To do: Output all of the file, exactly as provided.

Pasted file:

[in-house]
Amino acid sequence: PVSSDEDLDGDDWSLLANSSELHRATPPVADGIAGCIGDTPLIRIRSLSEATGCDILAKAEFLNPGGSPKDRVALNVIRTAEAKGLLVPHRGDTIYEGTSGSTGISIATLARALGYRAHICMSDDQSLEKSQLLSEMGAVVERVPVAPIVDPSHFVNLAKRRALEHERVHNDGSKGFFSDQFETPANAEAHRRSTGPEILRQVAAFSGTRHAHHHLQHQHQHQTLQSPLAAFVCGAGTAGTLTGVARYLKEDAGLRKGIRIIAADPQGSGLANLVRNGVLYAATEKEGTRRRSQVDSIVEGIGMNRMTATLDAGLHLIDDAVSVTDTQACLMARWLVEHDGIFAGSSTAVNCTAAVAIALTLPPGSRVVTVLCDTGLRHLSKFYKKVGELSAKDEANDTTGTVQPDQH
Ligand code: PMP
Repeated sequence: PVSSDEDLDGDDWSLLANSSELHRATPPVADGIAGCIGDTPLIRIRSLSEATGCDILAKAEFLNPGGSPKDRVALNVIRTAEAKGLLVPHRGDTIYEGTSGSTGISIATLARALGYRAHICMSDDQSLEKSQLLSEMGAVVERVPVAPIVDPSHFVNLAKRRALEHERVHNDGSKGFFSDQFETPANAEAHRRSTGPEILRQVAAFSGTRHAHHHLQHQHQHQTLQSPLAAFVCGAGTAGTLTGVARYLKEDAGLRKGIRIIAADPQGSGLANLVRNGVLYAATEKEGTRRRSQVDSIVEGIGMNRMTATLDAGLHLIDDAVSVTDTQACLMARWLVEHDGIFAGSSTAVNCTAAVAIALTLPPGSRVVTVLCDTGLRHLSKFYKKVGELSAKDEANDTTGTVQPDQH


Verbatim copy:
[in-house]
Amino acid sequence: PVSSDEDLDGDDWSLLANSSELHRATPPVADGIAGCIGDTPLIRIRSLSEATGCDILAKAEFLNPGGSPKDRVALNVIRTAEAKGLLVPHRGDTIYEGTSGSTGISIATLARALGYRAHICMSDDQSLEKSQLLSEMGAVVERVPVAPIVDPSHFVNLAKRRALEHERVHNDGSKGFFSDQFETPANAEAHRRSTGPEILRQVAAFSGTRHAHHHLQHQHQHQTLQSPLAAFVCGAGTAGTLTGVARYLKEDAGLRKGIRIIAADPQGSGLANLVRNGVLYAATEKEGTRRRSQVDSIVEGIGMNRMTATLDAGLHLIDDAVSVTDTQACLMARWLVEHDGIFAGSSTAVNCTAAVAIALTLPPGSRVVTVLCDTGLRHLSKFYKKVGELSAKDEANDTTGTVQPDQH
Ligand code: PMP
Repeated sequence: PVSSDEDLDGDDWSLLANSSELHRATPPVADGIAGCIGDTPLIRIRSLSEATGCDILAKAEFLNPGGSPKDRVALNVIRTAEAKGLLVPHRGDTIYEGTSGSTGISIATLARALGYRAHICMSDDQSLEKSQLLSEMGAVVERVPVAPIVDPSHFVNLAKRRALEHERVHNDGSKGFFSDQFETPANAEAHRRSTGPEILRQVAAFSGTRHAHHHLQHQHQHQTLQSPLAAFVCGAGTAGTLTGVARYLKEDAGLRKGIRIIAADPQGSGLANLVRNGVLYAATEKEGTRRRSQVDSIVEGIGMNRMTATLDAGLHLIDDAVSVTDTQACLMARWLVEHDGIFAGSSTAVNCTAAVAIALTLPPGSRVVTVLCDTGLRHLSKFYKKVGELSAKDEANDTTGTVQPDQH